June 28, 2010


The gifts and the calling of God are irrevocableRomans 11.29

There are few things, in this fickle world of ours, that are irrevocable. Doctors can have their certification stripped. Ministers can be defrocked (many times rightfully so!). Drivers can have their licenses taken away. Pensions that were supposed to last a lifetime suddenly vanish. Marriages often dissolve as fast as March snow. And now, even some children are being granted ‘divorces’ from their parents! And, therefore, it is wonderful news to find out that something out there is not revocable; that someone, somewhere really is going to be faithful to the end. And that is, of course, exactly what we have – not only in Romans 11.29, but in all of the Bible. God does not turn back on His promises. He does not revoke His purposes. He never has to start over from scratch. “The gifts and calling of God are irrevocable.”

Now, of course, Paul says this in the context of several paragraphs in which he has been arguing that God has not forgotten the Jewish people. He called them to Himself in times of old. And now, though so many of them have turned away from Him, He has not forgotten them. There will, again, be a mighty and soul-saving work amongst the Jewish people (see v.26). That is mainly what Paul has in mind when he writes that “the gifts and the calling of God are irrevocable.” But verse 29 is not limited to a Jewish application. He does not say that God’s gift (singular) to the Jews is irrevocable … but that God’s gifts (plural) are irrevocable. In other words, God is just as faithful to all His people as He will someday prove to have been to the ethnic Jews! So there is great and widespread application to be made from Romans 11.29. Let me mention three things that we should draw from this deep well:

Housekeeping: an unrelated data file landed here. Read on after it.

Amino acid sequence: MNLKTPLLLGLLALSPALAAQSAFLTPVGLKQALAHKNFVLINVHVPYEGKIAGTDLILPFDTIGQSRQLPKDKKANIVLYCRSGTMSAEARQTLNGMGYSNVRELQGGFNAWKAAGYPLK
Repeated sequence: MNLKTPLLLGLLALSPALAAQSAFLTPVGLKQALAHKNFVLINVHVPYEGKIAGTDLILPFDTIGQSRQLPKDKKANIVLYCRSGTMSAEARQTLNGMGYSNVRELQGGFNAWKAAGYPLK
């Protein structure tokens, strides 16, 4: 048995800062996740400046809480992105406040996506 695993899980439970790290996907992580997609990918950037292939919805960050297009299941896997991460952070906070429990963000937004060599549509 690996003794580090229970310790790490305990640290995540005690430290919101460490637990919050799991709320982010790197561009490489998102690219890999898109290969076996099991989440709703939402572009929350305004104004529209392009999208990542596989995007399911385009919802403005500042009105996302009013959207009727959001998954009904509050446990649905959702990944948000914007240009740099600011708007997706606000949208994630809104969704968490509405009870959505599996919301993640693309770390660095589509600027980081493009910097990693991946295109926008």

1. God is faithful. That is the main point, isn’t it? Whether he calls a Jew, or an American, or a Nigerian, or a Togolese … God won’t revoke His calling. God won’t renege on His commitment. He will not take away the blessings that have been purchased with precious blood and once for all delivered to the saints. He won’t un-call those who have been called. He is absolutely faithful. In fact, Paul elsewhere stated that even “if we are faithless, He remains faithful, for He cannot deny Himself” (2 Timothy 2.13). God does not change simply because we do. That is the point of 2 Timothy 2.13 … and of Romans 11.

2. We are secure. That is to say, if we are in Christ; if we have truly repented of sin; and if we are really trusting in Christ alone for our salvation (and those are big ifs, to be sure!) … God will not take that salvation away; nor will He allow us to fumble it away! If you are truly in Christ, He who began a good work in you will complete it (Philippians 1.6). No one will snatch you out of God’s hand (John 10.28). God will keep you believing in His Son, all your days, by his own power (1 Peter 1.5). If God called you; if God gave you the gift of faith in His Son, He will keep you believing. For “the gifts and the calling of God are irrevocable”!